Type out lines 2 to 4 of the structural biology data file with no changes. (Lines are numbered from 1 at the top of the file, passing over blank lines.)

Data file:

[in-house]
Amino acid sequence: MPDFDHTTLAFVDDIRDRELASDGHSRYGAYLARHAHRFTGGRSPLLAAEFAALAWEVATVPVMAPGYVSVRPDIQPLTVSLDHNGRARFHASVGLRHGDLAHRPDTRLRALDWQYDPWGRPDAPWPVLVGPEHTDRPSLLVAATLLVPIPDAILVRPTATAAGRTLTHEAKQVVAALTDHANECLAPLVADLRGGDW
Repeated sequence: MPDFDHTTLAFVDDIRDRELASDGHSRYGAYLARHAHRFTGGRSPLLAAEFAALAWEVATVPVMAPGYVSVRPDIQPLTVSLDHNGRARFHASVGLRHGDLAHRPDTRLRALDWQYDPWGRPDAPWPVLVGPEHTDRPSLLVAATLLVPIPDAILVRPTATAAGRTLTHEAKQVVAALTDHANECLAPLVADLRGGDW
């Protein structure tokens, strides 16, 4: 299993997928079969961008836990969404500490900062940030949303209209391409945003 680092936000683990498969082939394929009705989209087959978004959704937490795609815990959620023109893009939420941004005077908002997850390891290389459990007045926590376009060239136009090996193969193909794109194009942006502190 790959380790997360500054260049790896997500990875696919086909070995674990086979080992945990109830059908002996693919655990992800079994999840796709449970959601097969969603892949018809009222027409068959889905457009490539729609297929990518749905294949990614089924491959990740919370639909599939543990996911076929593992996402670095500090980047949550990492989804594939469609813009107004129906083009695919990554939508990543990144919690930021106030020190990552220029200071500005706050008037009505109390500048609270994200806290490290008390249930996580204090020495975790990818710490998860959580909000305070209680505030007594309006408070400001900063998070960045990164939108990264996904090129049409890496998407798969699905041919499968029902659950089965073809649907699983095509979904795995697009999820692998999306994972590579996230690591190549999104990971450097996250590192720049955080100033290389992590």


Amino acid sequence: MPDFDHTTLAFVDDIRDRELASDGHSRYGAYLARHAHRFTGGRSPLLAAEFAALAWEVATVPVMAPGYVSVRPDIQPLTVSLDHNGRARFHASVGLRHGDLAHRPDTRLRALDWQYDPWGRPDAPWPVLVGPEHTDRPSLLVAATLLVPIPDAILVRPTATAAGRTLTHEAKQVVAALTDHANECLAPLVADLRGGDW
Repeated sequence: MPDFDHTTLAFVDDIRDRELASDGHSRYGAYLARHAHRFTGGRSPLLAAEFAALAWEVATVPVMAPGYVSVRPDIQPLTVSLDHNGRARFHASVGLRHGDLAHRPDTRLRALDWQYDPWGRPDAPWPVLVGPEHTDRPSLLVAATLLVPIPDAILVRPTATAAGRTLTHEAKQVVAALTDHANECLAPLVADLRGGDW
């Protein structure tokens, strides 16, 4: 299993997928079969961008836990969404500490900062940030949303209209391409945003 680092936000683990498969082939394929009705989209087959978004959704937490795609815990959620023109893009939420941004005077908002997850390891290389459990007045926590376009060239136009090996193969193909794109194009942006502190 790959380790997360500054260049790896997500990875696919086909070995674990086979080992945990109830059908002996693919655990992800079994999840796709449970959601097969969603892949018809009222027409068959889905457009490539729609297929990518749905294949990614089924491959990740919370639909599939543990996911076929593992996402670095500090980047949550990492989804594939469609813009107004129906083009695919990554939508990543990144919690930021106030020190990552220029200071500005706050008037009505109390500048609270994200806290490290008390249930996580204090020495975790990818710490998860959580909000305070209680505030007594309006408070400001900063998070960045990164939108990264996904090129049409890496998407798969699905041919499968029902659950089965073809649907699983095509979904795995697009999820692998999306994972590579996230690591190549999104990971450097996250590192720049955080100033290389992590």